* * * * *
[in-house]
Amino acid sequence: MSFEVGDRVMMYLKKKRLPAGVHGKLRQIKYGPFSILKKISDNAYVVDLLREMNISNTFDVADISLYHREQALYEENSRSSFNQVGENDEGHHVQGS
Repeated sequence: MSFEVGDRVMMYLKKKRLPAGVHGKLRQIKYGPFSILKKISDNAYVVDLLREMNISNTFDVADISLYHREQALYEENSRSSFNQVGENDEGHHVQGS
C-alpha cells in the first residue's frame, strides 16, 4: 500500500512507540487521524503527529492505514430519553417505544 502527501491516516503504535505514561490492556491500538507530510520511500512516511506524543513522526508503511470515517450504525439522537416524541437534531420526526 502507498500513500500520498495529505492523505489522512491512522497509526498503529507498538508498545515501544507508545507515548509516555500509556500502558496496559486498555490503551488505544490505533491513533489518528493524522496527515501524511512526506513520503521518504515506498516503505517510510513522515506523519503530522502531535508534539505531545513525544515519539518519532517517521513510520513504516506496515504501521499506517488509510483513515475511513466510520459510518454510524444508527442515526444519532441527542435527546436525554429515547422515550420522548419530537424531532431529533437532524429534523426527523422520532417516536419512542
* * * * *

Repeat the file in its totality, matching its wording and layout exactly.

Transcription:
[in-house]
Amino acid sequence: MSFEVGDRVMMYLKKKRLPAGVHGKLRQIKYGPFSILKKISDNAYVVDLLREMNISNTFDVADISLYHREQALYEENSRSSFNQVGENDEGHHVQGS
Repeated sequence: MSFEVGDRVMMYLKKKRLPAGVHGKLRQIKYGPFSILKKISDNAYVVDLLREMNISNTFDVADISLYHREQALYEENSRSSFNQVGENDEGHHVQGS
C-alpha cells in the first residue's frame, strides 16, 4: 500500500512507540487521524503527529492505514430519553417505544 502527501491516516503504535505514561490492556491500538507530510520511500512516511506524543513522526508503511470515517450504525439522537416524541437534531420526526 502507498500513500500520498495529505492523505489522512491512522497509526498503529507498538508498545515501544507508545507515548509516555500509556500502558496496559486498555490503551488505544490505533491513533489518528493524522496527515501524511512526506513520503521518504515506498516503505517510510513522515506523519503530522502531535508534539505531545513525544515519539518519532517517521513510520513504516506496515504501521499506517488509510483513515475511513466510520459510518454510524444508527442515526444519532441527542435527546436525554429515547422515550420522548419530537424531532431529533437532524429534523426527523422520532417516536419512542